Execution-only platforms, such as Hargreaves Lansdown's Vantage, could be subject to the same disclosure terms as those platforms conducting adviser business, the FSA says.
While most industry respondents to the FSA platform paper believe changes to platform remuneration should also apply to non-advised business, the FSA says it will not ban payments from product providers to platforms in this channel.
However, the FSA it is desirable for there to be common standards for advised and non-advised business "wherever possible", which includes disclosure.
The FSA plans to publish a separate consultation paper on how platforms should disclose their charging structures, including fund manager rebates, on top of its second consultation document in February.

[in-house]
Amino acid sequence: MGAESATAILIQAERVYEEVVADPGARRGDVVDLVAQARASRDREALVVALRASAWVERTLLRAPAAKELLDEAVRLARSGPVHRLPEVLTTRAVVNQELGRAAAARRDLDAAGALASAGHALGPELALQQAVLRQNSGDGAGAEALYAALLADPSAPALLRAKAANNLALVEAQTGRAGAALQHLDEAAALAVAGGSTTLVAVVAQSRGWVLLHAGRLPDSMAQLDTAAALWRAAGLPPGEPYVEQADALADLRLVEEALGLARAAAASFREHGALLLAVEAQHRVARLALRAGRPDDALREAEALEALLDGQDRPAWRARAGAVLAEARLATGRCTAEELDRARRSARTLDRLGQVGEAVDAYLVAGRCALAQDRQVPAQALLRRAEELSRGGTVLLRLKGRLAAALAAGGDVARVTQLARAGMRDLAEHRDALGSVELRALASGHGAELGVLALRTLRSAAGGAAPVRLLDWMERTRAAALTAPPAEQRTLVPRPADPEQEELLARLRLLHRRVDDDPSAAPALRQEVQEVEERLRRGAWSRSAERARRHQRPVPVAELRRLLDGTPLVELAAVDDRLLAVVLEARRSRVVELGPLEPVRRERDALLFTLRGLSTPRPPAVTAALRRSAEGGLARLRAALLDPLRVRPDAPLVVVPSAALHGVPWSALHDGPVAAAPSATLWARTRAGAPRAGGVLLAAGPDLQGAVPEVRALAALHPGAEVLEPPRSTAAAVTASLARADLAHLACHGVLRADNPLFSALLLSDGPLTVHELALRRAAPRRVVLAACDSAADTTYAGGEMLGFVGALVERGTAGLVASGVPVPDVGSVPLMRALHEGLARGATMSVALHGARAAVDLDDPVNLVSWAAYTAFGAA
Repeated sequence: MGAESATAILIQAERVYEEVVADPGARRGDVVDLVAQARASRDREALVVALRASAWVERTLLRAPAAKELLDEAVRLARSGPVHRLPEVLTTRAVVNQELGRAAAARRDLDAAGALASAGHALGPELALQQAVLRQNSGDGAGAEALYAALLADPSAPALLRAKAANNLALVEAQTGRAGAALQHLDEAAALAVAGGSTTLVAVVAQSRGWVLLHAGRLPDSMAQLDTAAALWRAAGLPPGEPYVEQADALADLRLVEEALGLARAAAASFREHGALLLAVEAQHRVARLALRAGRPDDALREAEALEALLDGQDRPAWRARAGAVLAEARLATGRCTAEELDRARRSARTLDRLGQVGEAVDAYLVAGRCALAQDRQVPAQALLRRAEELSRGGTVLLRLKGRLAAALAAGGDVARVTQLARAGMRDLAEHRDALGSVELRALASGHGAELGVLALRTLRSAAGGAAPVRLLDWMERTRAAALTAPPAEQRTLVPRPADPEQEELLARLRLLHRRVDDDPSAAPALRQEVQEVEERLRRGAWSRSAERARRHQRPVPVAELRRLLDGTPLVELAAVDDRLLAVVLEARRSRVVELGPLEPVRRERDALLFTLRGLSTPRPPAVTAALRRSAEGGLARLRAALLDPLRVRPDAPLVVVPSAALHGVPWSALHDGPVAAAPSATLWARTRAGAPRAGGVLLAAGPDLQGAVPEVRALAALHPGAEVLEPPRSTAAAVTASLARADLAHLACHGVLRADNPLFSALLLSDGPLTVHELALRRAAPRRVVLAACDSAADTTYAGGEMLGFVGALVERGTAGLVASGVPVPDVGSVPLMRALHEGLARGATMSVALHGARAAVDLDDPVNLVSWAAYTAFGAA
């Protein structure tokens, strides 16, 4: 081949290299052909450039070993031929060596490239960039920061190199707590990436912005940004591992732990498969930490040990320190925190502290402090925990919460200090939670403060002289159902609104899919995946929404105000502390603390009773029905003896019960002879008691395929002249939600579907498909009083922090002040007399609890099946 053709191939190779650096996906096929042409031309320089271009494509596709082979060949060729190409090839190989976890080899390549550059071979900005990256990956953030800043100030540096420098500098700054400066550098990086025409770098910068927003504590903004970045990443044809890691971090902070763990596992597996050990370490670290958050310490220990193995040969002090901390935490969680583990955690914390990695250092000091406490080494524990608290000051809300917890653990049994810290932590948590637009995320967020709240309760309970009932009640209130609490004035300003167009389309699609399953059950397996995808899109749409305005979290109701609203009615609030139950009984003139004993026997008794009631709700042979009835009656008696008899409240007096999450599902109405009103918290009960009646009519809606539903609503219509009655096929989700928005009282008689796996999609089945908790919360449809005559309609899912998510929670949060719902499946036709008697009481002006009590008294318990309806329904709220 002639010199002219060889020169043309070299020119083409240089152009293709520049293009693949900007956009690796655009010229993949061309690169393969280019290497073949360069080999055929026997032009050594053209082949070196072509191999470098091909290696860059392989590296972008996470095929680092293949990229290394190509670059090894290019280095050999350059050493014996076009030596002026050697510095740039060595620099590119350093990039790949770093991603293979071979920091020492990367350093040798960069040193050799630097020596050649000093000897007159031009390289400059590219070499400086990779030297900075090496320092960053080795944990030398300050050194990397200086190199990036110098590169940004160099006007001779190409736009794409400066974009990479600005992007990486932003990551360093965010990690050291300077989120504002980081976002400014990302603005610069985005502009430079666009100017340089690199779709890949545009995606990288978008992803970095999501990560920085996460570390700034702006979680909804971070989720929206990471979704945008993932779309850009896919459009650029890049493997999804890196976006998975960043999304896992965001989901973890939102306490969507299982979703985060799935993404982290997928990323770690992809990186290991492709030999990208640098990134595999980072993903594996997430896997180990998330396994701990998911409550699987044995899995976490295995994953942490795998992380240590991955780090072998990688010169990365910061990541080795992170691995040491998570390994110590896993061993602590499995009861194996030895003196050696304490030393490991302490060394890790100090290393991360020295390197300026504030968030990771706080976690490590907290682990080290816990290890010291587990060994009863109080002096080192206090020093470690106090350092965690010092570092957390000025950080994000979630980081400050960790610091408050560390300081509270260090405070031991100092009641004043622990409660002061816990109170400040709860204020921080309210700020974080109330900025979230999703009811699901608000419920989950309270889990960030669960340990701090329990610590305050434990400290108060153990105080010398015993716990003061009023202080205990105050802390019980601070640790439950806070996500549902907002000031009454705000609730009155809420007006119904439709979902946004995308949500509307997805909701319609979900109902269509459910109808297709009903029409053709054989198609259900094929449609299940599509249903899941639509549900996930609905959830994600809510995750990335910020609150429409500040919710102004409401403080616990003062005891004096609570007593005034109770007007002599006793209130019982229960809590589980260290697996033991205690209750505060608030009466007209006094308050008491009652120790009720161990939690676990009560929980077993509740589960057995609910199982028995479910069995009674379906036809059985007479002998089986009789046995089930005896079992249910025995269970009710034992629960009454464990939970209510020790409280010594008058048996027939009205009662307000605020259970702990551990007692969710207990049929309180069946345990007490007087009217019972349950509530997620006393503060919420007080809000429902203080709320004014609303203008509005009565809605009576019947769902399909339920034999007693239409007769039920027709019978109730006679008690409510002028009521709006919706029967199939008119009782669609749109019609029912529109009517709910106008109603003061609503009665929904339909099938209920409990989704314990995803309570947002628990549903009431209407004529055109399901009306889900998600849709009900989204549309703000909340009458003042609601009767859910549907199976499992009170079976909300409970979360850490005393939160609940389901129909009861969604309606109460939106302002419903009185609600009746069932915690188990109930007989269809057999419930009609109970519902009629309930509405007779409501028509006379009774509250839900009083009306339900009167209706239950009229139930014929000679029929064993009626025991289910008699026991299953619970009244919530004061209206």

"We will be seeking to achieve the same standards for many of our proposals such as disclosure, re-registration and fund information," it says.
"The Adviser Charging rules do not apply to non-advised business, so our proposals to prevent product charges being automatically rebated in cash to consumers will not apply to consumers who have not received advice in relation to the transaction."
Putting the tech into protection
Square Mile’s series of informal interviews
Fallout from Haywood suspension
Launching later in 2019
£80bn funds under calculation